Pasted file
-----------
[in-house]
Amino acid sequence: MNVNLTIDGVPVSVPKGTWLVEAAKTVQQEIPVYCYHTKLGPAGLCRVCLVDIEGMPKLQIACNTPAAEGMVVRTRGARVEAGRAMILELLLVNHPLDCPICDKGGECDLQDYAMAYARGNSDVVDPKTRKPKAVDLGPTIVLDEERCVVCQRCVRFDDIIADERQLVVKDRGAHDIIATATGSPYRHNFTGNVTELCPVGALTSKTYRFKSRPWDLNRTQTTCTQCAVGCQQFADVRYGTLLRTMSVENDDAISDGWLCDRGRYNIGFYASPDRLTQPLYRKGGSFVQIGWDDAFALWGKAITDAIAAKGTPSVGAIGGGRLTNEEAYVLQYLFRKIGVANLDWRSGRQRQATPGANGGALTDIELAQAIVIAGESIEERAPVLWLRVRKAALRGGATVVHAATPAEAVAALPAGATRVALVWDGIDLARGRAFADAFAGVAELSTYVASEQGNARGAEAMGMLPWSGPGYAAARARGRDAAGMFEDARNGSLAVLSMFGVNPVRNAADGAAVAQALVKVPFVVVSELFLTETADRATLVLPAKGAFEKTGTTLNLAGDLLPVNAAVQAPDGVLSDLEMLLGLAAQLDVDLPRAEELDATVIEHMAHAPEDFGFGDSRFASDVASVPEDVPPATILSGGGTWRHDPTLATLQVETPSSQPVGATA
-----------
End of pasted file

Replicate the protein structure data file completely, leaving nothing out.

[in-house]
Amino acid sequence: MNVNLTIDGVPVSVPKGTWLVEAAKTVQQEIPVYCYHTKLGPAGLCRVCLVDIEGMPKLQIACNTPAAEGMVVRTRGARVEAGRAMILELLLVNHPLDCPICDKGGECDLQDYAMAYARGNSDVVDPKTRKPKAVDLGPTIVLDEERCVVCQRCVRFDDIIADERQLVVKDRGAHDIIATATGSPYRHNFTGNVTELCPVGALTSKTYRFKSRPWDLNRTQTTCTQCAVGCQQFADVRYGTLLRTMSVENDDAISDGWLCDRGRYNIGFYASPDRLTQPLYRKGGSFVQIGWDDAFALWGKAITDAIAAKGTPSVGAIGGGRLTNEEAYVLQYLFRKIGVANLDWRSGRQRQATPGANGGALTDIELAQAIVIAGESIEERAPVLWLRVRKAALRGGATVVHAATPAEAVAALPAGATRVALVWDGIDLARGRAFADAFAGVAELSTYVASEQGNARGAEAMGMLPWSGPGYAAARARGRDAAGMFEDARNGSLAVLSMFGVNPVRNAADGAAVAQALVKVPFVVVSELFLTETADRATLVLPAKGAFEKTGTTLNLAGDLLPVNAAVQAPDGVLSDLEMLLGLAAQLDVDLPRAEELDATVIEHMAHAPEDFGFGDSRFASDVASVPEDVPPATILSGGGTWRHDPTLATLQVETPSSQPVGATA